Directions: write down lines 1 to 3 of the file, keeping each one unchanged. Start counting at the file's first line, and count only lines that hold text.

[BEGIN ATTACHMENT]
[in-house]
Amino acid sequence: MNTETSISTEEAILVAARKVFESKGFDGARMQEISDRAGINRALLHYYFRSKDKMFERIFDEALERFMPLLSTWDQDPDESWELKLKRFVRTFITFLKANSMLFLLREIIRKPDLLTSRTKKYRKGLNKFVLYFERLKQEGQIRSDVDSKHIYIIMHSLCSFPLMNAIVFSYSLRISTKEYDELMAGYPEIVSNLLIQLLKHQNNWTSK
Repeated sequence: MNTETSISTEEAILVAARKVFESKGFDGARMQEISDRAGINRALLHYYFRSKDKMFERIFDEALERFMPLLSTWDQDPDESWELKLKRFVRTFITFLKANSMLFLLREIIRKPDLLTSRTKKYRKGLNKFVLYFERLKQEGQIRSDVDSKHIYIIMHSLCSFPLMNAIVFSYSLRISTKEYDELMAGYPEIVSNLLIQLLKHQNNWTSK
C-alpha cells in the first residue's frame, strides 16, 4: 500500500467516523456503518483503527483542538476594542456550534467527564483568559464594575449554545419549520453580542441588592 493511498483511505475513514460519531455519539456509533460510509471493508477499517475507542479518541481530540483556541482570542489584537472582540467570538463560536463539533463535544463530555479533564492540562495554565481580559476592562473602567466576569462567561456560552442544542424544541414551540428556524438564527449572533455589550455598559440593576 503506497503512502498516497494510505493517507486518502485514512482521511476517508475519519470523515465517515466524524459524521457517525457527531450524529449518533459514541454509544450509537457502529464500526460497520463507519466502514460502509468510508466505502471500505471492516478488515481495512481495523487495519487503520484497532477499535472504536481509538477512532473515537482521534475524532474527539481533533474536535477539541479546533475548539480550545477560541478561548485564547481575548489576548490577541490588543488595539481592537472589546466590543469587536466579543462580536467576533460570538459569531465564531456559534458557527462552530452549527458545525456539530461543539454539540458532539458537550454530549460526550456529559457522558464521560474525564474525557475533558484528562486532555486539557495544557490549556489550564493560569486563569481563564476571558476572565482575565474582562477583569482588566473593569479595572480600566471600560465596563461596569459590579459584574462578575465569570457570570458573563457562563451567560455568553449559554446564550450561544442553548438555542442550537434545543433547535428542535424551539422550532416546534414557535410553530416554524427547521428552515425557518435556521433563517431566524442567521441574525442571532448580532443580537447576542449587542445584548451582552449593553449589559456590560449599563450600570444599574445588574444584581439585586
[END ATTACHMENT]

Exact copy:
[in-house]
Amino acid sequence: MNTETSISTEEAILVAARKVFESKGFDGARMQEISDRAGINRALLHYYFRSKDKMFERIFDEALERFMPLLSTWDQDPDESWELKLKRFVRTFITFLKANSMLFLLREIIRKPDLLTSRTKKYRKGLNKFVLYFERLKQEGQIRSDVDSKHIYIIMHSLCSFPLMNAIVFSYSLRISTKEYDELMAGYPEIVSNLLIQLLKHQNNWTSK
Repeated sequence: MNTETSISTEEAILVAARKVFESKGFDGARMQEISDRAGINRALLHYYFRSKDKMFERIFDEALERFMPLLSTWDQDPDESWELKLKRFVRTFITFLKANSMLFLLREIIRKPDLLTSRTKKYRKGLNKFVLYFERLKQEGQIRSDVDSKHIYIIMHSLCSFPLMNAIVFSYSLRISTKEYDELMAGYPEIVSNLLIQLLKHQNNWTSK